Home-dwelling persons with dementia. The impact of individual and organizational factors on the use of health resources and quality of life.
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- PhD theses (HV) 
Original versionHome-dwelling persons with dementia. The impact of individual and organizational factors on the use of health resources and quality of life by Arnt Egil Ydstebø, Stavanger : University of Stavanger, 2020 (PhD thesis UiS, no. 557)
Background and aim The prevalence of dementia increases with age, and as the world’s population is growing older, the number of people with dementia is rising rapidly. Dementia is a progressive disease causing the affected to become increasingly care dependent and possibly experience reduced quality of life (QoL). A projected steep increase in the prevalence of persons with dementia poses a major threat to the sustainability of the primary health care sector. To enable this sector to absorb the massive increase in care needs, we have to enhance our knowledge about the factors that drive the need for care. In this thesis, we addressed some of these topics. We aimed to assess the use of primary health care services in home-dwelling persons with dementia and to assess relations between the use of formal and informal care and individual and organizational factors. In addition, we studied changes in the QoL of home-dwelling persons with dementia and its associated factors. Methods Adopting a quantitative approach, we analysed two datasets based on elderly recipients of municipality care services. For Papers I and II, we draw sub-samples from a cohort of 1,001 home-dwelling persons aged 70 years or older that was followed over three years (599 persons in Paper I and 412 persons in Paper II). In Paper I, we described the frequency of the use of general practitioners (GPs), and in Paper II, we assessed the longitudinal patient- and proxy-rated QoL. For Paper III, we drew a sub-sample of 395 persons from a cohort of 696 persons recently admitted to a nursing home. We described the use of formal care and of informal care rendered by primary caregivers and the wider social network, and analysed clinical and sociodemographic factors associated with the use of care during the last month before nursing home admission (NHA). Results We found that people with moderate to severe dementia made fewer visits to their GP than people with mild or no dementia. Older age, symptoms of agitation and psychosis were associated with fewer visits to the GP, while symptoms of apathy, anxiety, and depression were associated with a higher number of visits. Regarding QoL, we found three separate groups with different QoL trajectories for both patient- and proxy-rated QoL among home-dwelling persons with dementia. Changes in QoL over the 18 months study period were small and mostly non-significant, and the agreement between patient- and proxy-ratings was poor. Belonging to the group with the lowest QoL trajectory was associated with more depressive symptoms in proxy- and patient-rated QoL independent of the dementia status. Poor and fair physical health as compared to good and excellent physical health was associated with lower QoL independent of the dementia status in patient ratings. Impaired functioning in personal and instrumental activities of daily living was associated with reduced patient rated QoL among persons with dementia. In the month before NHA, half of the sample received formal care, and the amount of informal care was considerably higher than formal care. Help from the wider social network accounted for less than 5% of the informal care rendered. Co-residency was associated with more informal care compared to non-co-residency. Among co-resident participants, younger age of the participants, and non-working status of the caregivers were associated with more informal care provided by the primary caregivers. A higher provision of formal care was associated with poorer physical health. Conclusion As home-dwelling persons with moderate to severe dementia seem to be less active in seeking help from their GPs, we need to ensure that they are routinely followed up in order to secure handling of medical problems as well as mental and social issues related to dementia. Depression and other neuropsychiatric symptoms, poor physical health, and impairment in personal and instrumental activity of daily living function seem to reduce the QoL of persons with dementia and should be diagnosed and treated as far as possible. However, the QoL of persons with dementia appears to be more complex than what can be explained only by the clinical factors related to dementia. There is possibly an unrealized care potential in the wider social networks of persons with dementia that might help relieve the burden of primary caregivers. Future research should explore this potential. Future programs should also explore new and innovative formal and informal care services tailored to the specific needs of persons with dementia and their caregivers.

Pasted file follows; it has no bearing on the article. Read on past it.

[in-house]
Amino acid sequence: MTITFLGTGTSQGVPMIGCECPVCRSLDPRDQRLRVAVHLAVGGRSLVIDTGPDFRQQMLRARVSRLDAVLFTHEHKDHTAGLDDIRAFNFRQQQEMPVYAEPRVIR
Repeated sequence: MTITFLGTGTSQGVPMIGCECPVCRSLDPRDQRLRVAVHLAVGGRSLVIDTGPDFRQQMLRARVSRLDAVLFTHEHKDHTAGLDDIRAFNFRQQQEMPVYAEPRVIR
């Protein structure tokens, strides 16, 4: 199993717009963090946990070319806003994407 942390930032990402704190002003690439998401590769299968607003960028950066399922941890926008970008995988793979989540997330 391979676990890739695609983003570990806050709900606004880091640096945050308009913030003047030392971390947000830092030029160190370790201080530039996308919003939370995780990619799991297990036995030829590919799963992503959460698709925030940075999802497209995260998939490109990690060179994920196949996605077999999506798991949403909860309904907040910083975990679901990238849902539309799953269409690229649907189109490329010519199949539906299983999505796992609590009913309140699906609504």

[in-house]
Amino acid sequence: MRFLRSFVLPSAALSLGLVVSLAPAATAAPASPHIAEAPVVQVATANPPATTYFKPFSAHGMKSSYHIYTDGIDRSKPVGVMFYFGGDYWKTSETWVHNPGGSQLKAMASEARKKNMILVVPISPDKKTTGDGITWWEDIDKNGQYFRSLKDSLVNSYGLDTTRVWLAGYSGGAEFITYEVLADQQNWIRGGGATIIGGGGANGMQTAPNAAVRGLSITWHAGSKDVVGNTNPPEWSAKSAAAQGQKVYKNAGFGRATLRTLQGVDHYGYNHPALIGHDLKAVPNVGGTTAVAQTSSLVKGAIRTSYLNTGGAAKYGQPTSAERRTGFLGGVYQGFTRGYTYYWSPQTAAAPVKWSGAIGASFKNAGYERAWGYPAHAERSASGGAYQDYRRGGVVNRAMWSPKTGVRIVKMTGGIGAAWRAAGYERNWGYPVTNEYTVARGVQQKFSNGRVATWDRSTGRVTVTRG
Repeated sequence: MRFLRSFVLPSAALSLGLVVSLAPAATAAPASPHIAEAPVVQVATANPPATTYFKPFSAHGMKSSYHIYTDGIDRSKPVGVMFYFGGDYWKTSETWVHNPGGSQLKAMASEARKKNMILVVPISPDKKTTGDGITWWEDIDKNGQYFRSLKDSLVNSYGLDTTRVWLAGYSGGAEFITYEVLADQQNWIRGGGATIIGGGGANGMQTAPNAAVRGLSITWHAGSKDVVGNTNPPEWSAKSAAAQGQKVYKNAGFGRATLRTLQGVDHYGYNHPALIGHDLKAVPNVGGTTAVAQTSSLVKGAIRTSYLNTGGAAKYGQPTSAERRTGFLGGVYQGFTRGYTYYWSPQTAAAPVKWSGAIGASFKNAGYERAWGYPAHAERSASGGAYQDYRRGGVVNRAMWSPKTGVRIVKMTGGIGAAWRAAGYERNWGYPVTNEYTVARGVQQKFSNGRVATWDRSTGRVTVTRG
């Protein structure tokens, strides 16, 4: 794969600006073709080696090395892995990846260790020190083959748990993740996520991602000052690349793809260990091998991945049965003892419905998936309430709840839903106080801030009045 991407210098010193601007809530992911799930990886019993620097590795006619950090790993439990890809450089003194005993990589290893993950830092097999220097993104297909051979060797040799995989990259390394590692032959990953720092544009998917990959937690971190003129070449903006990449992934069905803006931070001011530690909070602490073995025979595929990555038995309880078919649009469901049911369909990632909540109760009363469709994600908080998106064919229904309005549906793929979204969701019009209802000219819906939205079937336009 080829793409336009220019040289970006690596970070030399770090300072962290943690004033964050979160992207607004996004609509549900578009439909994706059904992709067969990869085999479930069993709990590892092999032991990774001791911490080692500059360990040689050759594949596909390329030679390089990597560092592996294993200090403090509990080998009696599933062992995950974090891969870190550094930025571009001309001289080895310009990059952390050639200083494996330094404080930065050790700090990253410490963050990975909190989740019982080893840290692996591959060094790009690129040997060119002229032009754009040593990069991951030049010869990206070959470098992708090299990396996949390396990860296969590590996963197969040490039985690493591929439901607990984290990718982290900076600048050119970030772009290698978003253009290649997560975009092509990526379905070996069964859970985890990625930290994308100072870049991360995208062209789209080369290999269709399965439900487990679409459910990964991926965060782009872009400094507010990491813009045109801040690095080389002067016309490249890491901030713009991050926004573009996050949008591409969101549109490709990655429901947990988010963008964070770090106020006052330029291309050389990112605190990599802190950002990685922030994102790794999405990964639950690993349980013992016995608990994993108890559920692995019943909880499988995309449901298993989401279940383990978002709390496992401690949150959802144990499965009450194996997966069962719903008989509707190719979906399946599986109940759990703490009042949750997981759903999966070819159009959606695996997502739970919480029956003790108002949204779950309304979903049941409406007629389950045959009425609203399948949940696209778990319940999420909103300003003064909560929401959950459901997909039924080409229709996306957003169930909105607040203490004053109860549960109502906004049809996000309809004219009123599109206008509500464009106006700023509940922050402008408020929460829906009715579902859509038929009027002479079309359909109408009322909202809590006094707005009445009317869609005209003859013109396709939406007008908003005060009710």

Has partsPaper 1: Ydstebo AE, Bergh S, Selbaek G, Benth JS, Luras H, Vossius C. (2015) The impact of dementia on the use of general practitioners among the elderly in Norway. Scandinavian journal of primary health care. 33(3):199-205. doi:10.3109/02813432.2015.1067516
Paper 2: Ydstebø AE, Bergh S, Selbæk G, Benth JŠ, Brønnick K, Vossius C. Longitudinal changes in quality of life among elderly people with and without dementia. Int Psychogeriatr. 2018;30(11):1607-1618. doi:10.1017/S1041610218000352
Paper 3: Ydstebø AE, Benth J, Bergh S, Selbæk G, Vossius C. Informal and formal care among persons with dementia immediately before nursing home admission. BMC geriatrics. 2020;20(1):296. doi:10.1186/s12877-020-01703-8
PublisherUniversity of Stavanger, Norway
SeriesPhD thesis UiS;